Earlier, I wrote a post about using inheritance with Silverlight UserControls. The post shows really quickly how one can have their UserControl inherit from another class. One tip I’ll mention is that the base class can be abstract, but not if you plan on using Expression Blend. Generally if you have a class which shouldn’t ever be instantiate, you should make it abstract.
The issue is one that I discovered, much to my annoyance, the hard way. As it turns out Expression Blend is currently unable to give a preview of a UserControl that is inheriting from an abstract base class. When you open one of these in Blend you’ll get the Red Box of Death and in it is a message stating, “Exception: Cannot create an instance of “MyClass”.
Not exactly very helpful, but it does at least point you to the fact that there is something wrong with your base class. If you run into this make sure you know that you cannot use a base class. I believe that Blend requires a default constructor, and an abstract class has no constructors.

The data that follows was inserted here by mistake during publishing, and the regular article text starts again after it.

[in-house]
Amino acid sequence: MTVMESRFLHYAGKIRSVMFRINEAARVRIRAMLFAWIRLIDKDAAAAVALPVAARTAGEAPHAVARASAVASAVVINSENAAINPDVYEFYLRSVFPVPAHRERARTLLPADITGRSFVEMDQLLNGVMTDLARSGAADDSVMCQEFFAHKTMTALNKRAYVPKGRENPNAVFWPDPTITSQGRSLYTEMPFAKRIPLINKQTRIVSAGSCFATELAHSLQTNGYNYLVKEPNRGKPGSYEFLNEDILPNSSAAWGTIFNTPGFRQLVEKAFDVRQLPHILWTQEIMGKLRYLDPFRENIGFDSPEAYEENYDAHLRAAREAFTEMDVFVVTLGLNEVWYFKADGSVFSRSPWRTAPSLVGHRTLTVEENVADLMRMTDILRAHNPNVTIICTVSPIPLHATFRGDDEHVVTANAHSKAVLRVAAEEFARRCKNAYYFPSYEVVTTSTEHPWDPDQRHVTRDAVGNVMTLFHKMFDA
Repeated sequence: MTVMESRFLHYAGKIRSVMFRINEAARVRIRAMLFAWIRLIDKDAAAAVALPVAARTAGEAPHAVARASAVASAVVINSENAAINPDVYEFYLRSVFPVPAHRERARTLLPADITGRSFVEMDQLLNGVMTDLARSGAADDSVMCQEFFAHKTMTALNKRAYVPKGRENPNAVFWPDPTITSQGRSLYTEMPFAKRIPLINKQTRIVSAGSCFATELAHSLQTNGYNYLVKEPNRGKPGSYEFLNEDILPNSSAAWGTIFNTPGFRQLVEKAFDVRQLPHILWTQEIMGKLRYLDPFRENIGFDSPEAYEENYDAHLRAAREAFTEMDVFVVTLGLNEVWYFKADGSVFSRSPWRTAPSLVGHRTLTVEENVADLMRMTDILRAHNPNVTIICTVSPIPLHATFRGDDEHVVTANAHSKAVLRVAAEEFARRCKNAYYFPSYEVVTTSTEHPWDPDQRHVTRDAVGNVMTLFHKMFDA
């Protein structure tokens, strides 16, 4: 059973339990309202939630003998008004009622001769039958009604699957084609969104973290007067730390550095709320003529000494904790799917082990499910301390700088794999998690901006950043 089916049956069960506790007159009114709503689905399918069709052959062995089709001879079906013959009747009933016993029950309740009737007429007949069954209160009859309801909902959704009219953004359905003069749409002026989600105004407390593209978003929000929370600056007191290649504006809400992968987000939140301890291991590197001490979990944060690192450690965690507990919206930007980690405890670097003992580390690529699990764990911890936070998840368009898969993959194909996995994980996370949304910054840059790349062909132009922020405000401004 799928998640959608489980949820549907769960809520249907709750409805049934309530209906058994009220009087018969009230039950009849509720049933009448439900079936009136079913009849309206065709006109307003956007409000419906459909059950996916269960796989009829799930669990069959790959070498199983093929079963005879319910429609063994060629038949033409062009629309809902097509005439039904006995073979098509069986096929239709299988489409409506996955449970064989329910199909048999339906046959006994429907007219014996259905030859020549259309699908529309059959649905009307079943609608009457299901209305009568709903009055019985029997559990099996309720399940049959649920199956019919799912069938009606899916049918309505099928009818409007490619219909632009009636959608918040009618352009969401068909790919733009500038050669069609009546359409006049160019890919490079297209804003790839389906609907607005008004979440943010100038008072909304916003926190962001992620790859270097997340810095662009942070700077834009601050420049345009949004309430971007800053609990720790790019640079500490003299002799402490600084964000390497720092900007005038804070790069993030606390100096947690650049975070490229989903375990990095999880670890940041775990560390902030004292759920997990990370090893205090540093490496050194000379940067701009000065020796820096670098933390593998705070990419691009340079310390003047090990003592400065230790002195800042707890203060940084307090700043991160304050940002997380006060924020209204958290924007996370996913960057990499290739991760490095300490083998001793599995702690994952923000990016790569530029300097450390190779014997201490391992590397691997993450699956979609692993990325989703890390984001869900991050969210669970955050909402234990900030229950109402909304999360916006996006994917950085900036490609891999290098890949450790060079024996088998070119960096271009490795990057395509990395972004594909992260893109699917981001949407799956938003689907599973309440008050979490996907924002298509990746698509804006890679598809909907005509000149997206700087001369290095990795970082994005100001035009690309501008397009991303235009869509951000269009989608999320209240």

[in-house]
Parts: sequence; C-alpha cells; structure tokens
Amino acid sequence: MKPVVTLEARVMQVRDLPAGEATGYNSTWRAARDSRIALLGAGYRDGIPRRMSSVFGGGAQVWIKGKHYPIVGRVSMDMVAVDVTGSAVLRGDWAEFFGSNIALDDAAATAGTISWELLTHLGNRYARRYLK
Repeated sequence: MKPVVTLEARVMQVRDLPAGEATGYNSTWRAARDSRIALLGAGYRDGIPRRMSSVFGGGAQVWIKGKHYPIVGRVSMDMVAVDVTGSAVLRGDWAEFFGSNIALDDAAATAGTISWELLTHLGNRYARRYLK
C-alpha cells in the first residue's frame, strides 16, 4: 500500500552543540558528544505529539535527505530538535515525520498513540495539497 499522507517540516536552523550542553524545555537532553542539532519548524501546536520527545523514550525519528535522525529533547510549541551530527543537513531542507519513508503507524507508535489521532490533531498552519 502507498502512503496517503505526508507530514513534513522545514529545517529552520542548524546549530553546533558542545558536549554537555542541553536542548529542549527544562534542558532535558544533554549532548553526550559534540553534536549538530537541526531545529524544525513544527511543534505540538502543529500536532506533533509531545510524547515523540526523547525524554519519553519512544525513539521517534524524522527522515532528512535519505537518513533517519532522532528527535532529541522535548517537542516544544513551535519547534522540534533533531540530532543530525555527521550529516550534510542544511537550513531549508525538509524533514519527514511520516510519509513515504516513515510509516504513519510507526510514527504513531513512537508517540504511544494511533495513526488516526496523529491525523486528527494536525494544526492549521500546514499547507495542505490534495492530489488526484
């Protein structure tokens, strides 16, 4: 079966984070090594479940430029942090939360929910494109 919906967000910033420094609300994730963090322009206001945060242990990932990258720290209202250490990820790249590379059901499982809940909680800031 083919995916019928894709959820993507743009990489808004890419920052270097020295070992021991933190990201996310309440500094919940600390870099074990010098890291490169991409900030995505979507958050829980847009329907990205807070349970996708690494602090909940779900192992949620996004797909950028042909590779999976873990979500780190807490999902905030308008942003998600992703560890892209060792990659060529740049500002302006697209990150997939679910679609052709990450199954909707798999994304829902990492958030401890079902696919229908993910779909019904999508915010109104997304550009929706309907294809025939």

If you have control of the abstract class, you probably just want to make it a concrete class and hope no one is dumb enough to use it as a concrete class. This is actually a good place for a comment so you have a reminder of why the class is not abstract. Otherwise you might make it abstract again. The comment will also tip someone off that they can make it abstract if Blend ever supports this.
If you don’t have control of the abstract class, perhaps because it is in a class library you’re referencing, you will want to place a concrete class between your class and the abstract. This new class will be the one you specify in your XAML and is thus used by Expression Blend. This one adds an extra layer which really adds nothing and could cause confusion, so I would lean towards the other solution.